The leaf warbler radiation (Aves: Phylloscopidae) has undergone a c. 50% increase in the number of recognised species over the last three decades, mainly as a result of analyses of vocalisations and DNA. Using a multilocus dataset for all of the species in this family, and multispecies coalescent-based as well as concatenation methods, we provide the first complete species-level phylogeny for this important group, as well as an estimate of the timing of diversification. The most recent common ancestor for the family was dated at 11.7 million years ago (mya) (95% highest posterior density 9.8-13.7 mya), and divergence times between sister species ranged from 0.5 mya (0.3-0.8 mya) to 6.1 mya (4.8-7.5 mya). Based on our results, we support synonymising Seicercus with Phylloscopus, which results in a monogeneric Phylloscopidae. We discuss the pros and cons of this treatment, and we argue against proliferation of taxonomic names, and conclude that a large monogeneric Phylloscopidae leads to the fewest taxonomic changes compared to traditional classifications. We briefly discuss morphological evolution in the light of the phylogeny. The time calibrated phylogeny is a major improvement compared to previous studies based on a smaller number of species and loci and can provide a basis for future studies of other aspects of phylloscopid evolution.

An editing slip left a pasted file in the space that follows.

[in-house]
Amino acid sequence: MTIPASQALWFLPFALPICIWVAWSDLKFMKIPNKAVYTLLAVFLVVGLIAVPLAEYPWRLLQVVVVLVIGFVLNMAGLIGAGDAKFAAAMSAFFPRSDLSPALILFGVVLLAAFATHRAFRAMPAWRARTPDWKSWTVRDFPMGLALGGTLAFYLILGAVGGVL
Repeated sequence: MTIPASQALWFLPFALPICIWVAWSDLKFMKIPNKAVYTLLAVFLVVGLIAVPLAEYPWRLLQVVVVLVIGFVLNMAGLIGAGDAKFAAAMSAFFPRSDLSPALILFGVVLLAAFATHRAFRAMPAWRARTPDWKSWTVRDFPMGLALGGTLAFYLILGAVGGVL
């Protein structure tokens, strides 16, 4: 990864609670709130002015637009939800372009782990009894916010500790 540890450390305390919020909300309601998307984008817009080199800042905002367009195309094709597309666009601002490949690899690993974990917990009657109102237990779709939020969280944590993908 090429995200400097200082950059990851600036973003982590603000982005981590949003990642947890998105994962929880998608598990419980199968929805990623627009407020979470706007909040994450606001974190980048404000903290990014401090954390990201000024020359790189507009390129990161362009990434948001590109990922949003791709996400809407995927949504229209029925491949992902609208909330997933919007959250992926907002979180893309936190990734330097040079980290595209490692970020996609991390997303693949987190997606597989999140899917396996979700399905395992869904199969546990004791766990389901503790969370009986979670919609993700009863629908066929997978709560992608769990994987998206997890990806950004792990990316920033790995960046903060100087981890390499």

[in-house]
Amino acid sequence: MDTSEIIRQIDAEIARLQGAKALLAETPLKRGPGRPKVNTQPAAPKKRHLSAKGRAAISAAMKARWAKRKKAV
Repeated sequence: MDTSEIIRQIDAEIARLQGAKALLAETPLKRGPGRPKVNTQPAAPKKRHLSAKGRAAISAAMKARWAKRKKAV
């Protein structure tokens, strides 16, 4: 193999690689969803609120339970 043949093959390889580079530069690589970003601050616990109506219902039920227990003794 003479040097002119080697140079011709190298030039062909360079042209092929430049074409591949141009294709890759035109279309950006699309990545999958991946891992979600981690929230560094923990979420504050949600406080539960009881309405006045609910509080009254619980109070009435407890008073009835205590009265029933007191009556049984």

Place, publisher, year, edition, pages
ACADEMIC PRESS INC ELSEVIER SCIENCE, 2018
Keywords
Species tree, Concatenation, Taxonomic revision
National Category
Biological Systematics
Identifiers
urn:nbn:se:uu:diva-361026 (URN)10.1016/j.ympev.2018.03.031 (DOI)000437663900013 ()29631054 (PubMedID)
Funder
Swedish Research Council, 2015-04402Swedish Research Council, 2013-5161Swedish Research Council, 2015-04651
Available from: 2018-09-20 Created: 2018-09-20 Last updated: 2018-09-20Bibliographically approved
Song, G., Zhang, R., Alström, P., Irestedt, M., Cai, T., Qu, Y., . . . Lei, F. (2018). Complete taxon sampling of the avian genus Pica (magpies) reveals ancient relictual populations and synchronous Late-Pleistocene demographic expansion across the Northern Hemisphere. Journal of Avian Biology, 49(2), Article ID UNSP e01612.
Open this publication in new window or tab >>Complete taxon sampling of the avian genus Pica (magpies) reveals ancient relictual populations and synchronous Late-Pleistocene demographic expansion across the Northern Hemisphere
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2018 (English)In: Journal of Avian Biology, ISSN 0908-8857, E-ISSN 1600-048X, Vol. 49, no 2, article id UNSP e01612Article in journal (Refereed) Published
Abstract [en]